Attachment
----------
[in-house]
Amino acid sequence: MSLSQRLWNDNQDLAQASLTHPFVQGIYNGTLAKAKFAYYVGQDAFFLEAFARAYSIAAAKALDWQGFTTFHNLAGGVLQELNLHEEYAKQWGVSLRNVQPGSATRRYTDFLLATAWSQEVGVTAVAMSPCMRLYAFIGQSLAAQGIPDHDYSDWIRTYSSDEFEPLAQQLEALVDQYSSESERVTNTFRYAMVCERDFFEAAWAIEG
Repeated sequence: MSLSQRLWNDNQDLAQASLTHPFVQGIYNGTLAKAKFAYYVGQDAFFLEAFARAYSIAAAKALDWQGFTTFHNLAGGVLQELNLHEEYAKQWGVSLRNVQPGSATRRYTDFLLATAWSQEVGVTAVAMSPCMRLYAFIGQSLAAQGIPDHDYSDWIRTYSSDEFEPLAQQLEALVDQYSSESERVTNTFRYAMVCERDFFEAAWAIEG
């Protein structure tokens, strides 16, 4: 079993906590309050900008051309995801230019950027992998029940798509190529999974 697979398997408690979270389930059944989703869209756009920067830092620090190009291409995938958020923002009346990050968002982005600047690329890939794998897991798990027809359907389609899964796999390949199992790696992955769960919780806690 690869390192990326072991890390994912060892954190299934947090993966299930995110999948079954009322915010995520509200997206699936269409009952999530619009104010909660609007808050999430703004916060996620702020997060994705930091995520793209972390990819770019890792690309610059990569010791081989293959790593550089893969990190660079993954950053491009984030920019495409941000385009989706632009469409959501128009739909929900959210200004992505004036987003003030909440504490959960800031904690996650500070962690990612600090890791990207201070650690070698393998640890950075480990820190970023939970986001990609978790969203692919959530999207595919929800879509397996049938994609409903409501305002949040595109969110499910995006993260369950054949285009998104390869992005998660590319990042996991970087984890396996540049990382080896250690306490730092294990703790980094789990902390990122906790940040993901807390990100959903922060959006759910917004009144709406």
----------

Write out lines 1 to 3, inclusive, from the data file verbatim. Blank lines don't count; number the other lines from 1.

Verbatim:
[in-house]
Amino acid sequence: MSLSQRLWNDNQDLAQASLTHPFVQGIYNGTLAKAKFAYYVGQDAFFLEAFARAYSIAAAKALDWQGFTTFHNLAGGVLQELNLHEEYAKQWGVSLRNVQPGSATRRYTDFLLATAWSQEVGVTAVAMSPCMRLYAFIGQSLAAQGIPDHDYSDWIRTYSSDEFEPLAQQLEALVDQYSSESERVTNTFRYAMVCERDFFEAAWAIEG
Repeated sequence: MSLSQRLWNDNQDLAQASLTHPFVQGIYNGTLAKAKFAYYVGQDAFFLEAFARAYSIAAAKALDWQGFTTFHNLAGGVLQELNLHEEYAKQWGVSLRNVQPGSATRRYTDFLLATAWSQEVGVTAVAMSPCMRLYAFIGQSLAAQGIPDHDYSDWIRTYSSDEFEPLAQQLEALVDQYSSESERVTNTFRYAMVCERDFFEAAWAIEG